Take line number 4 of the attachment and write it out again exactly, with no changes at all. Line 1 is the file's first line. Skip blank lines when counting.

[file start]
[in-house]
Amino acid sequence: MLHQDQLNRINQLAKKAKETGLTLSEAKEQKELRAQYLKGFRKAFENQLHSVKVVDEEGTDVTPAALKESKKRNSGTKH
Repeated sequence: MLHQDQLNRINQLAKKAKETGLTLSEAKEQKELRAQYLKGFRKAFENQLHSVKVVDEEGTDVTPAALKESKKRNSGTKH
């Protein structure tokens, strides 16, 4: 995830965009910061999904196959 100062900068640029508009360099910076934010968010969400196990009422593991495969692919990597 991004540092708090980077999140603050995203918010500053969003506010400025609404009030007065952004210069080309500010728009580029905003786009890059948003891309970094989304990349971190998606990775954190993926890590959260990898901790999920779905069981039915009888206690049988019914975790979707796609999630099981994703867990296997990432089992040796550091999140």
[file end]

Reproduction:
């Protein structure tokens, strides 16, 4: 995830965009910061999904196959 100062900068640029508009360099910076934010968010969400196990009422593991495969692919990597 991004540092708090980077999140603050995203918010500053969003506010400025609404009030007065952004210069080309500010728009580029905003786009890059948003891309970094989304990349971190998606990775954190993926890590959260990898901790999920779905069981039915009888206690049988019914975790979707796609999630099981994703867990296997990432089992040796550091999140």